) --

JPMorgan Chase

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continues to have difficulty getting struggling borrowers eligible for home mortgage modifications to provide the required documents needed to make the changes permanent.

As the trial periods for many modifications expire, JPMorgan Chase and others, including

Bank of America

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, say that it's been tough sledding to get the full documentation needed by the government from borrowers.

For its part, JPMorgan Chase has extended trial offers to struggling homeowners to modify loan terms on more than $100 billion worth of loans this year, the company said Tuesday.

The company said some 568,500 of its mortgages have been given modified terms this year, whether through the Obama administration's Making Homes Affordable program and other government initiatives or through Chase's internal modification programs. But just 83,000 of those modifications have been made permanent (another 112,000 of which are currently approved for permanent changes), Chase says.

Borrowers have been reluctant to provide the documents necessary to complete the process.

"We continue to work very hard to convert customers from a trial modification to a permanent modification that lowers their monthly payment, but it has been a struggle," Charlie Scharf, JPMorgan Chase's head of retail financial services said in a statement.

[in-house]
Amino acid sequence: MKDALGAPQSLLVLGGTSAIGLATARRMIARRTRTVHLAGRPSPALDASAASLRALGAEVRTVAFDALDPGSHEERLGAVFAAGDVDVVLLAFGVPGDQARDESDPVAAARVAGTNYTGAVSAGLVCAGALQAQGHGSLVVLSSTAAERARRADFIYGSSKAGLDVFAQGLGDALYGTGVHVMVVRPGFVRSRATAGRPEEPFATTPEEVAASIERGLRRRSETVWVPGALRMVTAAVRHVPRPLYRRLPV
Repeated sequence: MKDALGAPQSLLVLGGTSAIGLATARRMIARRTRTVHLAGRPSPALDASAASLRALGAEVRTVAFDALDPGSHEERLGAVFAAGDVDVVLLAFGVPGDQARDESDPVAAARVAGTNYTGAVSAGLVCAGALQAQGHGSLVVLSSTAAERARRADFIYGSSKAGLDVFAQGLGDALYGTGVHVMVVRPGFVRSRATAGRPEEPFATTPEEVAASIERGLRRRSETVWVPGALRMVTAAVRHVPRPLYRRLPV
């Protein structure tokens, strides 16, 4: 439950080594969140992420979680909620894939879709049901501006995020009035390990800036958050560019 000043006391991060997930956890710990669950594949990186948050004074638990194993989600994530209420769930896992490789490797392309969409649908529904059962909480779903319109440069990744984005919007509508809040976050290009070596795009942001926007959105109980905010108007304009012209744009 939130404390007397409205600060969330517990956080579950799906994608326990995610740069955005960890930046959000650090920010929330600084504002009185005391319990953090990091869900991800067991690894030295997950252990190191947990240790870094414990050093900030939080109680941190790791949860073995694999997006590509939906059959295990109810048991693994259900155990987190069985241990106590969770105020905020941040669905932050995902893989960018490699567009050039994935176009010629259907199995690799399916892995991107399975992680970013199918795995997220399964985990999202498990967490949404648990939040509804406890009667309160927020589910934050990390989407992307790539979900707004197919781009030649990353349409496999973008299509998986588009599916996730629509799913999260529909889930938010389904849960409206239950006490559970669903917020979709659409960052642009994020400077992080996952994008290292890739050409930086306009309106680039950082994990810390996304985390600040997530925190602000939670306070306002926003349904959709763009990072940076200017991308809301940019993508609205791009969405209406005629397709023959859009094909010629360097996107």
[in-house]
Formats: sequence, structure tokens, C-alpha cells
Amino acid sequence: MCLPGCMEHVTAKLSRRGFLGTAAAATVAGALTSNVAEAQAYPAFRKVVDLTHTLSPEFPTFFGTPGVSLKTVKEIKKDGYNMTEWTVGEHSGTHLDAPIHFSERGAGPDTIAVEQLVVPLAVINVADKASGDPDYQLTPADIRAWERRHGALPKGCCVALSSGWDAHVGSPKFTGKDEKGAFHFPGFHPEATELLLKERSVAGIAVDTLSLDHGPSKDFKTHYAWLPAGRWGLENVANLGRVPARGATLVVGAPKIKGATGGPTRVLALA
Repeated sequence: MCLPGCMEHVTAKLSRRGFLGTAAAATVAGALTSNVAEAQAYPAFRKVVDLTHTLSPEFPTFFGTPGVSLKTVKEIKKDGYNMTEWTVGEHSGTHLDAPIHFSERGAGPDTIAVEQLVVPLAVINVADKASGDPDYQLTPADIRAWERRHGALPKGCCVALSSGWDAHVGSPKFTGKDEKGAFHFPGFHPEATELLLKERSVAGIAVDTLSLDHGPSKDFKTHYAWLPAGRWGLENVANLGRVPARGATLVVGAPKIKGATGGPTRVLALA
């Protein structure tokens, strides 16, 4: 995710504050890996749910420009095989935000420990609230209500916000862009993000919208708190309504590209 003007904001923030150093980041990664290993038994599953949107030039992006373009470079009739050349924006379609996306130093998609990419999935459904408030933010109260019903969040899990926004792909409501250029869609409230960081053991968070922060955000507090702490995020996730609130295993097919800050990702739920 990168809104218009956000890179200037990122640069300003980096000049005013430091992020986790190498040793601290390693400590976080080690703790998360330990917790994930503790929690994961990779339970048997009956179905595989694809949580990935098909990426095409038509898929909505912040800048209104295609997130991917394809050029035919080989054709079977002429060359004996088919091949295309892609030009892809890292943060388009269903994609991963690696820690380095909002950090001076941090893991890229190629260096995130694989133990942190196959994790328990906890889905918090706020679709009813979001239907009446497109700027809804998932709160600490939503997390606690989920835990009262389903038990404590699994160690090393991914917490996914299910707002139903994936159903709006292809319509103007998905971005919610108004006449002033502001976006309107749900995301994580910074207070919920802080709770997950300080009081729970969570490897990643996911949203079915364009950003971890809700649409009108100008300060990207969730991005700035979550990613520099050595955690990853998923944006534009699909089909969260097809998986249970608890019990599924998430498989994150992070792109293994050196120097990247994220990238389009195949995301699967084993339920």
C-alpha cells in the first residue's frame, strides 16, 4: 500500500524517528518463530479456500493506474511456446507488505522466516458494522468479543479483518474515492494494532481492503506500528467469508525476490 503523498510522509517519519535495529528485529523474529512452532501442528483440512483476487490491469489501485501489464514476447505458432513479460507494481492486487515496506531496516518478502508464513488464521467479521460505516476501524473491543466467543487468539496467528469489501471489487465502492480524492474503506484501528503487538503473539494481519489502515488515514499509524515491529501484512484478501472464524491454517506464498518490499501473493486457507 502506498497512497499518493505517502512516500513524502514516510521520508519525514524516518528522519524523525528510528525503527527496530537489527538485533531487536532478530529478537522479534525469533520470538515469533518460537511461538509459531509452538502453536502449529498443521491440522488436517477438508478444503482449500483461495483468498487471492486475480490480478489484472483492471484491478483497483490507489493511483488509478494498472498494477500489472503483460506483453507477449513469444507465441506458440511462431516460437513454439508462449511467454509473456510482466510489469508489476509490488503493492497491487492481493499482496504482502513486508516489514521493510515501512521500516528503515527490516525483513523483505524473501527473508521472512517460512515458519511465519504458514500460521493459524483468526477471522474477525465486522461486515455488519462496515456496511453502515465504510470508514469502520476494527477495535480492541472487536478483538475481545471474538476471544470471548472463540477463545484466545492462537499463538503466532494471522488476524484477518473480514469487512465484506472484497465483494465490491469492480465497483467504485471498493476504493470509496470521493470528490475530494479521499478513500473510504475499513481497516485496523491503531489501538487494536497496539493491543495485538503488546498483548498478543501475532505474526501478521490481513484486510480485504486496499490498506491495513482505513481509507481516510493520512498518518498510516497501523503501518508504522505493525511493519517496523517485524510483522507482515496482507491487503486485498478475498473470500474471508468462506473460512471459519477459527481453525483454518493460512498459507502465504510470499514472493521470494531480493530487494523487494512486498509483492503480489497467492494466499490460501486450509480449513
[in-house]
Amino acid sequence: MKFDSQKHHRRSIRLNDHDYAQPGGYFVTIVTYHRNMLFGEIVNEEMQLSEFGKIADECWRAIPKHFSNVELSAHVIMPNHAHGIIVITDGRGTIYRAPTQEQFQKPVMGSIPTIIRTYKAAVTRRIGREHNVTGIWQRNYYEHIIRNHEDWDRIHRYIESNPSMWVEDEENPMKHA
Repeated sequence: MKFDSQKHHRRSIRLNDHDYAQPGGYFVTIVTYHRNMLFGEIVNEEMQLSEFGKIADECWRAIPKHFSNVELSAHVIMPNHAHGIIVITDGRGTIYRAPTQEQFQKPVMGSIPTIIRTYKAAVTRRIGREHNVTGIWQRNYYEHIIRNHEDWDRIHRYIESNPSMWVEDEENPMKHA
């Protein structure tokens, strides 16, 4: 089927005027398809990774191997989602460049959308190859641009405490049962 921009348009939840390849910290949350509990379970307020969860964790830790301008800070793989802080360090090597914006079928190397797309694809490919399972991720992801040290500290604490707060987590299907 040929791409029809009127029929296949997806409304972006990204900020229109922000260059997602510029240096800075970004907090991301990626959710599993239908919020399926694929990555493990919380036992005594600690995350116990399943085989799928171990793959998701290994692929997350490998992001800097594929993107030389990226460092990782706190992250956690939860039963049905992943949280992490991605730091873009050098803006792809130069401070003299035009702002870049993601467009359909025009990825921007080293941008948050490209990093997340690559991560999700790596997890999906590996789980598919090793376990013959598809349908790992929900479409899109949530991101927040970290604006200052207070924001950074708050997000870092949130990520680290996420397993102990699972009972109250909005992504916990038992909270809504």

Scharf also reiterated comments made a month ago at an investor conference, in which he said that

JPMorgan Chase's

loan portfolio could decline by $50 billion, or as much as 15%, as the institution works to unwind troubled mortgages and home equity from its books.

Other big banks including


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, Bank of America through its purchase of Countrywide and

Wells Fargo

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through its purchase of Wachovia are also working to extend modifications to troubled borrowers.

Under the Obama program, borrowers must make at least three trial payments, provide full financial documentation -- including proof of income and hardship verification -- and have their credit re-underwritten to get a permanent modification.

Of the borrowers offered trial modifications from April through September through the Obama program, only about 20% of borrowers have made all payments and provided all the necessary paperwork, and the majority of them are expected to get permanent modifications soon, Chase says.

The majority of borrowers, while being able to make the required payments, have not provided documents acceptable or necessary under the HAMP guidelines, Chase says. Another 29% have not been able to make the required payments, making them ineligible for a permanent modification under the program.

"We want to give customers every opportunity to make their modifications permanent," Scharf says. "We have hired thousands of employees and expanded our outreach, and we have begun to see some improvement in results. We believe our intensified efforts, plus the heightened awareness of these issues, will help further encourage struggling customers to make every effort to complete their modification."

Shares of JPMorgan Chase were falling 0.7% to $40.95. Bank of America shares were down 2.5% to $15.50.

--Written by Laurie Kulikowski in New York.